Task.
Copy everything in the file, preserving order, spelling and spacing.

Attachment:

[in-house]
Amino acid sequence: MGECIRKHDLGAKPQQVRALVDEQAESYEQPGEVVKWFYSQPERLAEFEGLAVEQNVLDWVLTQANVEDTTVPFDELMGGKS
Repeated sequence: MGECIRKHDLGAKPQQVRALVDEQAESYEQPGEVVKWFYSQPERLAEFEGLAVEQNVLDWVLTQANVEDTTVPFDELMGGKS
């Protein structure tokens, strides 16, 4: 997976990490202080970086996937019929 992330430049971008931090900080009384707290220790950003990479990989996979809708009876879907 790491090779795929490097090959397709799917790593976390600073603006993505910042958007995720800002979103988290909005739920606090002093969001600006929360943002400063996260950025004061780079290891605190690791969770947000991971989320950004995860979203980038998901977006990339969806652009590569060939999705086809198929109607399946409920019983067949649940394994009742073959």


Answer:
[in-house]
Amino acid sequence: MGECIRKHDLGAKPQQVRALVDEQAESYEQPGEVVKWFYSQPERLAEFEGLAVEQNVLDWVLTQANVEDTTVPFDELMGGKS
Repeated sequence: MGECIRKHDLGAKPQQVRALVDEQAESYEQPGEVVKWFYSQPERLAEFEGLAVEQNVLDWVLTQANVEDTTVPFDELMGGKS
């Protein structure tokens, strides 16, 4: 997976990490202080970086996937019929 992330430049971008931090900080009384707290220790950003990479990989996979809708009876879907 790491090779795929490097090959397709799917790593976390600073603006993505910042958007995720800002979103988290909005739920606090002093969001600006929360943002400063996260950025004061780079290891605190690791969770947000991971989320950004995860979203980038998901977006990339969806652009590569060939999705086809198929109607399946409920019983067949649940394994009742073959």